Are we as a society going to stand idly by while this evil abortion regime is imposed on our caring professionals? Down the road will there be any caring midwives and doctors left in our hospitals?
Thank God for that midwife who is asking if, in the very same hospital, they are now expected to “treat one unborn child as the most precious gift in the world and discard another like clinical waste”.
I worked for many years in Africa where traditional witch doctors are ready to kill or cure according to what the client wants and as long as they get their fee. Is this the direction we want to go? Our politicians must choose. And we the people must also choose to make our views known.
Some unionists have short memories
THERE was a report in The Irish News (September 17) a report that former Down GAA star Gregory McCartan apologised and expressed his regret at his behaviour during a loyalist parade in Co Down. It read: ‘Apologises to anyone who took offence to my tweet the other night folks. Lesson learned should never have happened. Alcohol no excuse.’ Notwithstanding his apology, Mr Jim Wells, DUP MLA, is asking the PSNI to review the video and to investigate Mr McCartan’s “sectarian outburst”. He went on: ‘This band includes several young people and there were children who heard his sectarian outburst.’
Ulster Unionist councillor Alan Lewis said: “This type of behaviour drags us back to the sectarian division of the past. This was vile sectarian abuse shouted within earshot of young children.”
I wonder how far back does he want to go?
Maybe to June 2001 when a DUP party member pleaded guilty to charges of using threatening, abusive or insulting words or behaviour with intent to provoke a breach of the peace when he confronted nationalist marchers demanding they rerouted their St Patrick’s Day parade away from Kilkeel town centre. The member, Mr Jim Wells, was fined £300 and ordered to pay £221.32 costs. The band concerned was St Joseph’s Pipe Band and it contained some young people and children.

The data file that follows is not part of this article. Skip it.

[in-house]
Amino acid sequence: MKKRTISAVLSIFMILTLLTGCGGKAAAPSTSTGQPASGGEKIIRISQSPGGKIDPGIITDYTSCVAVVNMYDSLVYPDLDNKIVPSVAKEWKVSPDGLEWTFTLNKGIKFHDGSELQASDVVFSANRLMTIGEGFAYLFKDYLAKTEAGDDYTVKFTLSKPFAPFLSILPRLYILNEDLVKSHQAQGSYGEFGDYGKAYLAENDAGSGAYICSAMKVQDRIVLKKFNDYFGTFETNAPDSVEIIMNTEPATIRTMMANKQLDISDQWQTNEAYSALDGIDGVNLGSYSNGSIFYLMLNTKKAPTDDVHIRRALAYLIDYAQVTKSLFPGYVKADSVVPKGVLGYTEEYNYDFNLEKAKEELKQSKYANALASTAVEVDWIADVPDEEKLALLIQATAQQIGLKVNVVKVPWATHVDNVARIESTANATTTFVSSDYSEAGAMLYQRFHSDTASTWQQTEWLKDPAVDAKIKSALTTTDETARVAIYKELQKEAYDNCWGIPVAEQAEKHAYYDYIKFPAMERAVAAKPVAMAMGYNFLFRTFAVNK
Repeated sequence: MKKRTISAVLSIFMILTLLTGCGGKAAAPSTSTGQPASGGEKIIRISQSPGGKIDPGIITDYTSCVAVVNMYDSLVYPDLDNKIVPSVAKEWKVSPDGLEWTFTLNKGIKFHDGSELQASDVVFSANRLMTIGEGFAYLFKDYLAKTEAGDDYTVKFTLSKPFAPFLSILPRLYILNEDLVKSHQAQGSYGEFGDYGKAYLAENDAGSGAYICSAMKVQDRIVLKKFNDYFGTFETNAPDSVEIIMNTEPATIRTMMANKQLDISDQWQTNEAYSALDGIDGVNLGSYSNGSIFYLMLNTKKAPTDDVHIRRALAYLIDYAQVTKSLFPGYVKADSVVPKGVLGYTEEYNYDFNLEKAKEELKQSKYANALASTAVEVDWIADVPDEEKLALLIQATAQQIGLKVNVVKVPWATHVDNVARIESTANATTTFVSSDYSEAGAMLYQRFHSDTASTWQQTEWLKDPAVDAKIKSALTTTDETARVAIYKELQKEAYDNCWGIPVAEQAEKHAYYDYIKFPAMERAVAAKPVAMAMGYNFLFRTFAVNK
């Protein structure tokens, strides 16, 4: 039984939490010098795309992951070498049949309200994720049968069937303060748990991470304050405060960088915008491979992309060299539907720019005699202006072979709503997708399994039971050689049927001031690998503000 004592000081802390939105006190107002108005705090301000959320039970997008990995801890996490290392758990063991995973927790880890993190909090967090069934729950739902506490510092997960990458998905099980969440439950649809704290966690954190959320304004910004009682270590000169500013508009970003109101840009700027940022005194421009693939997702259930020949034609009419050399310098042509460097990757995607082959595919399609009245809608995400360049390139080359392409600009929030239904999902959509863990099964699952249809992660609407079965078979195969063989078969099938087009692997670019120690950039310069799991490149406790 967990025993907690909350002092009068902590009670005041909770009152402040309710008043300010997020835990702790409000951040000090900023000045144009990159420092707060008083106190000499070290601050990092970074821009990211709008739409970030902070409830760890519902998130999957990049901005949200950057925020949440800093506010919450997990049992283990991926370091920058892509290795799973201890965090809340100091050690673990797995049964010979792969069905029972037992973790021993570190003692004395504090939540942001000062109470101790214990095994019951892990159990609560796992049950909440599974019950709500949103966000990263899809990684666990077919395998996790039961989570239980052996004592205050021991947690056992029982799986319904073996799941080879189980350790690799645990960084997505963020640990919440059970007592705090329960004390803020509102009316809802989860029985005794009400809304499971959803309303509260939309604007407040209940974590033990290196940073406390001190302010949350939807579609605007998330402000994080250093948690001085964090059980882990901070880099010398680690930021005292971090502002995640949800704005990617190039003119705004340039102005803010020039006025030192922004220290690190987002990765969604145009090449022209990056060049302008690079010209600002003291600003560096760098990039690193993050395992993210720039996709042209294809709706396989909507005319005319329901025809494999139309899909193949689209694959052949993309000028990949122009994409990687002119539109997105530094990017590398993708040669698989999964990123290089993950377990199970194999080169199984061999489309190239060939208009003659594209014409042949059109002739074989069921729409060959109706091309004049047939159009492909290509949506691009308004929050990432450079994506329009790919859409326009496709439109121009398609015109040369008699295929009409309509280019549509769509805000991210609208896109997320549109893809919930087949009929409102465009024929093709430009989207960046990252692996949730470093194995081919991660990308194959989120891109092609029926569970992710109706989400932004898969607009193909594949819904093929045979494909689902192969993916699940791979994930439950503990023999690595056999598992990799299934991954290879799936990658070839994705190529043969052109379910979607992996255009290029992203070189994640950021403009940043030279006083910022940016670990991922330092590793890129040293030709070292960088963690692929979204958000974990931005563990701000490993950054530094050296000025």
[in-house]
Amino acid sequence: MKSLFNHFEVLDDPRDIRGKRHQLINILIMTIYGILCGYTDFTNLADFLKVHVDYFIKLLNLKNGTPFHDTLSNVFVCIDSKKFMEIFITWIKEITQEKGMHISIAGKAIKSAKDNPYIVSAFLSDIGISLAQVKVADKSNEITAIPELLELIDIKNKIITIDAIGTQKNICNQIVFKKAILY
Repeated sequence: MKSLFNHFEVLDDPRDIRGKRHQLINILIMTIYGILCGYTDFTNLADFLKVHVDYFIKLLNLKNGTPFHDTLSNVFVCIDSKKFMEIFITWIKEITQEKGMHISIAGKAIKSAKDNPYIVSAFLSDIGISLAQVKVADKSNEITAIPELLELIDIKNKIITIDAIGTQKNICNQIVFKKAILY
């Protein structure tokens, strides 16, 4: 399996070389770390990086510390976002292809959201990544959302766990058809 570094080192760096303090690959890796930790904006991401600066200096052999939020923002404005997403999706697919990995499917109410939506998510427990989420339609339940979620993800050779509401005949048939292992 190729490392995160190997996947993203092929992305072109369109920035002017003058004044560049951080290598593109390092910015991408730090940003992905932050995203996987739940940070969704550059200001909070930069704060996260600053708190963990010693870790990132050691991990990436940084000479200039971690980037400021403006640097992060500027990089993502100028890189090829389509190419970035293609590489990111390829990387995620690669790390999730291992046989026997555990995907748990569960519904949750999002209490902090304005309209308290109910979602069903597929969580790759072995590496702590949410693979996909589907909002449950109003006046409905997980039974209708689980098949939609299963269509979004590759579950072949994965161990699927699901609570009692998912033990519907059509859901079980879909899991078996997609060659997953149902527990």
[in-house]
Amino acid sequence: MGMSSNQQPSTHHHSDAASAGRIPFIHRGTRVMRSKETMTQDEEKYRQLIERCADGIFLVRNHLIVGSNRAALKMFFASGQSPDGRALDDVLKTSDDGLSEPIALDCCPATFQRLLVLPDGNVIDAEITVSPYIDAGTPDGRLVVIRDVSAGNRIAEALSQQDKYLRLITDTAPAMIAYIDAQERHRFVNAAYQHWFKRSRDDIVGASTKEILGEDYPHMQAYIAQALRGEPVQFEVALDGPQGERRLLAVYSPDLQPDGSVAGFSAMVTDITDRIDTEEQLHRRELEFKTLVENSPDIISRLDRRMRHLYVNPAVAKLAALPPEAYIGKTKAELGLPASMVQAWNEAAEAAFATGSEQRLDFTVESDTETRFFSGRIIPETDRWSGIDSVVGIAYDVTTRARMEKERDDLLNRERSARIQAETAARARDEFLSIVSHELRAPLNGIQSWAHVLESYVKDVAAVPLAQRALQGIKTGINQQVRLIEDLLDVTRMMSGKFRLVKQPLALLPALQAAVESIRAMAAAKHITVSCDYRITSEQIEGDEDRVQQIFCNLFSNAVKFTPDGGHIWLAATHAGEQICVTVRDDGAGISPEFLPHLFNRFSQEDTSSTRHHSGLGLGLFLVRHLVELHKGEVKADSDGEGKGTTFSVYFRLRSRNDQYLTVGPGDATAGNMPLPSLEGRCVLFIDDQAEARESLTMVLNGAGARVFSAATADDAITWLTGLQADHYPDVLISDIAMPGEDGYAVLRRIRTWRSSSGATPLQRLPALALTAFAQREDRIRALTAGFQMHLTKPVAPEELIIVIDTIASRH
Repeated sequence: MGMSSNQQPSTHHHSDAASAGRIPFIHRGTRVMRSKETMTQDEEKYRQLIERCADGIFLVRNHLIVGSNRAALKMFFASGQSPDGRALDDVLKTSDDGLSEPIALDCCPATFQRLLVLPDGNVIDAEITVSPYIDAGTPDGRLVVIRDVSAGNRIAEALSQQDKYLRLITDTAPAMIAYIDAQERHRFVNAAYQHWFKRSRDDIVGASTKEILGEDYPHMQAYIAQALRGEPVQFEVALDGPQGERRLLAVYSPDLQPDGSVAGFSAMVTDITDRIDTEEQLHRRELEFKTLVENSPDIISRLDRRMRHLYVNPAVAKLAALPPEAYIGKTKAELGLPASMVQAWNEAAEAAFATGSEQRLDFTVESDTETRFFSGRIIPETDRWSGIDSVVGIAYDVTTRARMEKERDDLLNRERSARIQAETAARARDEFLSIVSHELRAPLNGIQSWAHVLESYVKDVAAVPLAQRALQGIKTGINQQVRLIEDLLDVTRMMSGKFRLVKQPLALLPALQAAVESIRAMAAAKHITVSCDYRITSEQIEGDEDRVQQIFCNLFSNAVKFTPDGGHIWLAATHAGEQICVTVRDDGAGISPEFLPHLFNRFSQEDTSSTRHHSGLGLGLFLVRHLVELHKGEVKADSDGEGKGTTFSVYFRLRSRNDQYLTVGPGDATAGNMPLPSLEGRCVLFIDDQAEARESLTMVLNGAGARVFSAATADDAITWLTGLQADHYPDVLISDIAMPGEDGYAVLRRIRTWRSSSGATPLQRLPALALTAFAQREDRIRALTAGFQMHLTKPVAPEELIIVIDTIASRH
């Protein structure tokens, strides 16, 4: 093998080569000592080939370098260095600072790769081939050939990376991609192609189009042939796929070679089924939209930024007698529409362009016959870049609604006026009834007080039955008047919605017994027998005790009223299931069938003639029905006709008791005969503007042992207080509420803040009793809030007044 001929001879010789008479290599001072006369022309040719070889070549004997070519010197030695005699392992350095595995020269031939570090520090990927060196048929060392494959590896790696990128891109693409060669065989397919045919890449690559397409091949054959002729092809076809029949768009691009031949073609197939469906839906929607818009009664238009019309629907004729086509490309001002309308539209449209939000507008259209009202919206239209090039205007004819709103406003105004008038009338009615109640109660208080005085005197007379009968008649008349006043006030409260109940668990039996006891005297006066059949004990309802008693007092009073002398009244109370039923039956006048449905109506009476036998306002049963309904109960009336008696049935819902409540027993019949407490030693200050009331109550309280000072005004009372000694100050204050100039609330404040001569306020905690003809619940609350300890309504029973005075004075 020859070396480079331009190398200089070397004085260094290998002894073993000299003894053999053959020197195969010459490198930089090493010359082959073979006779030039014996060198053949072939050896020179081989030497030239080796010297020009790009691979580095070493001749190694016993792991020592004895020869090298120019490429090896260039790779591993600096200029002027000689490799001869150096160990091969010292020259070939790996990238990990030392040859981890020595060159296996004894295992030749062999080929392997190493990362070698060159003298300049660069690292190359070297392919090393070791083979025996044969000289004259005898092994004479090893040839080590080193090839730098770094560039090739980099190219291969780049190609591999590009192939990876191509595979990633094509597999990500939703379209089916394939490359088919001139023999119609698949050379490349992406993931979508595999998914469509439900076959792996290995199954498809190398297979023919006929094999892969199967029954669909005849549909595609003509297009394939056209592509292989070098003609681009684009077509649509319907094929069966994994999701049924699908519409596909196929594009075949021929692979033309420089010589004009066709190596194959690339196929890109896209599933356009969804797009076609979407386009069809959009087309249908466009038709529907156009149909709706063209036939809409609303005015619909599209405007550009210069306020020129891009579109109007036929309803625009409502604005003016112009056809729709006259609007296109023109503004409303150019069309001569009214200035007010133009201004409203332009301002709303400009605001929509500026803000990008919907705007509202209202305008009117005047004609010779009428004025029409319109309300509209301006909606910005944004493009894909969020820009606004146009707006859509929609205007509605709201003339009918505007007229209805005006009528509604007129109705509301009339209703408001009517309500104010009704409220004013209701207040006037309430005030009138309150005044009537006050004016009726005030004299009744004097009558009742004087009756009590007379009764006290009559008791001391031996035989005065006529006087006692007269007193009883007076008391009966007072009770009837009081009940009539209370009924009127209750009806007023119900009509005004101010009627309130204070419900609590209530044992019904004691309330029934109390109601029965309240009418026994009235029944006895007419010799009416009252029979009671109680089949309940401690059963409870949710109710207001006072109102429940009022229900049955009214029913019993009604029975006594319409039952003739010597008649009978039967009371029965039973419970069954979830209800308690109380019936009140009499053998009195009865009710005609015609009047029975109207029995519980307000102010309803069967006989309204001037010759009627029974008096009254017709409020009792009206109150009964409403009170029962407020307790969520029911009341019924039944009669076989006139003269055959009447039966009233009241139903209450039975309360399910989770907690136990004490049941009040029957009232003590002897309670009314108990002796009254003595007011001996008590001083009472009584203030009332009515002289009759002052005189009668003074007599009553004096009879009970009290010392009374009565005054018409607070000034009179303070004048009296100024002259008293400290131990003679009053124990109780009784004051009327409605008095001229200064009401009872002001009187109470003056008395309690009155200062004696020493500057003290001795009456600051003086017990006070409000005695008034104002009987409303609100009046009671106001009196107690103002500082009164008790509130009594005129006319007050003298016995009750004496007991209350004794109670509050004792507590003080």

Newry, Co Down
One-sided description of Troubles
As with most mainstream commentators, Billy Foley’s review of the BBC’s Secret History of the Troubles (September 14) is no different. His most extreme description of the players involved in those early days is directed at republicans. Des Long, his grin was ‘sinister’ and ‘disturbing’, the clip of Martin McGuinness’s role in readying a bomb was a reminder of his ‘brutality’ and ‘callousness’.
Before either McGuinness or the Provisional IRA was ever heard of, Sammy Devenny, an innocent Catholic family man and a father was battered senseless by the RUC in his own home in Derry and died afterwards from his injuries.
In Belfast around the same time Bombay Street, mainly Catholic, was burnt to the ground by a unionist mob, with the complicity of state forces, ie the RUC and their paramilitary reserve, the B Specials, a predominantly Protestant force.
The state’s murderous and sectarian attacks on innocent defenceless Catholics are spared your reviewer’s one-sided description of those times.
Newry, Co Down